Commitment Part 4:
Commitment or Loyalty in the Workplace
by Martha Nelson
Gone are the days when we expected the “gold watch at retirement” for 40 years’ loyal service. Now it seems most employers are less committed to our well-being (longer hours, fewer benefits) -- and we are less committed to staying with a company even three years if we see a career advantage in leaving them behind. We also move around more than our parents did. So, the idea of having commitment to your employer (and them to you) is less popular than ever.
Today we demand endless variety and choices – in food, in entertainment, in which car to buy, or which vacation to take. Commitment to a job sounds narrow and boring. But one of the benefits of commitment is that we can focus on doing something well – versus being haunted by the vague question, “What if we were doing something else?”
The Strength from Commitment
The stability that comes from commitment in marriage or to our community is a force that we probably underrate in the business world. If we all bring an attitude only of “What’s in it for me?” to the workplace, nobody benefits. And withholding commitment to your employer (or them to you) does not create a positive and profitable workplace either.
For example, imagine if we all went to work not just to be paid but to help the company succeed, even in a small way, with ideas we suggest or just doing our jobs the best we could. What if our supervisor came to trust us as an honest, positive employee who wanted to contribute to the success of the company? Why wouldn’t they like that and reward it? You may say, “Naw, they don’t care!” -- but you might be surprised if you try it.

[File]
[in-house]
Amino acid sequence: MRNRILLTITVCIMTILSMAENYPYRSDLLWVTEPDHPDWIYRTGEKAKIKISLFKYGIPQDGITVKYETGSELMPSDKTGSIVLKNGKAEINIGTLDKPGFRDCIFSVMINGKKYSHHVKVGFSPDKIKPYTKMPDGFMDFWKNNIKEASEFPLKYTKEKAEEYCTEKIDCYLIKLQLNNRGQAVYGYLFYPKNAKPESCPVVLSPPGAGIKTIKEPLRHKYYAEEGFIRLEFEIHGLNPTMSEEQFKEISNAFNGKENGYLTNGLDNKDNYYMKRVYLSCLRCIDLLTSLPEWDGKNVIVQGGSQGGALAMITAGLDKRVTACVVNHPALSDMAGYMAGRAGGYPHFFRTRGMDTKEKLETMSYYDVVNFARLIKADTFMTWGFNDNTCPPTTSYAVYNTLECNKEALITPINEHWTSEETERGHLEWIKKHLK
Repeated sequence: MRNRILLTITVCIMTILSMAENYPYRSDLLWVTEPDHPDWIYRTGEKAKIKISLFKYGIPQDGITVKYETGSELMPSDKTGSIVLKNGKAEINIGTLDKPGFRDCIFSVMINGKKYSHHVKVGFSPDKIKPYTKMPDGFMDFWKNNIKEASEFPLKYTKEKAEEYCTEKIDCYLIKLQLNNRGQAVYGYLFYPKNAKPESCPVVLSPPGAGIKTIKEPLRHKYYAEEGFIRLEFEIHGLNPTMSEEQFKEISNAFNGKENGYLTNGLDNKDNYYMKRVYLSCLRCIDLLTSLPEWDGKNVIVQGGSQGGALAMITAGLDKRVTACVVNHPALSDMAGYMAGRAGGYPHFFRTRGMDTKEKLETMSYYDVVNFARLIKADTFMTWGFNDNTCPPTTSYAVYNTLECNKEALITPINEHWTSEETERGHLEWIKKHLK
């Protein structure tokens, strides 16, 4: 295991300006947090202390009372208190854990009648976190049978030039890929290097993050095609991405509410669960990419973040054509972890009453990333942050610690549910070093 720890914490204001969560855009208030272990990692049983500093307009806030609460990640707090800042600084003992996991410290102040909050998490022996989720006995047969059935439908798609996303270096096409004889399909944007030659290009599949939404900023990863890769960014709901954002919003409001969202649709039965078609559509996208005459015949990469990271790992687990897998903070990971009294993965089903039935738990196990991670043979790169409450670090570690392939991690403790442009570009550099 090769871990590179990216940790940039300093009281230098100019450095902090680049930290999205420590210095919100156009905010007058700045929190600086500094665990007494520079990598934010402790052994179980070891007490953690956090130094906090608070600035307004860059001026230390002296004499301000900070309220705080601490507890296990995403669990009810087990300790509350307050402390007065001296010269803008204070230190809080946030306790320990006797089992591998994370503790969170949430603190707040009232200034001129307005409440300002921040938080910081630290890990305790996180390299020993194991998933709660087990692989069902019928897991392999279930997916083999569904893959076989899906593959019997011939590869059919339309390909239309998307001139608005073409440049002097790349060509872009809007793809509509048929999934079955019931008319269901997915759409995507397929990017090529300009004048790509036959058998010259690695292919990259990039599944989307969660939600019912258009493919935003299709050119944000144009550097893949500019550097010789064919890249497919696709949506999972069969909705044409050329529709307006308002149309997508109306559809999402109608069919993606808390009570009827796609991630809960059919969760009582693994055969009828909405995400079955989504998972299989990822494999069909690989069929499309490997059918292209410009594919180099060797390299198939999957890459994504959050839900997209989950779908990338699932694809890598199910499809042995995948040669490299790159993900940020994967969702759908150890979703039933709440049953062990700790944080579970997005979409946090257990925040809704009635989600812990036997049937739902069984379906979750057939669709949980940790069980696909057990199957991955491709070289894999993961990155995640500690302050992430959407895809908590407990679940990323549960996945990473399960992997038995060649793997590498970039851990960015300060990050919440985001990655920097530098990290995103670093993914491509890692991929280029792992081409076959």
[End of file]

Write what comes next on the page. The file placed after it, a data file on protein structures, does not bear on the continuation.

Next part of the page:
As a manager, what if those under you felt they were not just cogs in a wheel but valued associates who were appreciated and respected as you yourself would wish to be respected? Whose experience on the job was an asset to be protected? I believe these generous attitudes toward one another could foster a more creative and productive work environment that filled us rather than drained us by the end of the day.
Stealing From the Company
Large embezzlement cases in the corporate world make headlines. Yet you or a colleague may have stolen from the company by cheating them on your time card, corporate expenses or by helping yourself to stationery or other supplies when no one was looking. We may excuse this behaviour as “small potatoes” that won’t be noticed by a big company. But it’s still dishonest and is the opposite of helping your employer to succeed in the business that pays your salary. Is it worth it to excuse this behaviour in yourself or others – when it undermines your commitment to your employer? If your conscience is telling you something is wrong, it probably is.
We may call these boring moralizing arguments – but somehow even in the business world our personal choice of generous commitment versus petty miserliness can make a big difference in our lives and others’. We each make our own choices, and we can’t always change the attitudes of others. Yet a renewed commitment to others where we work could have more impact than we think.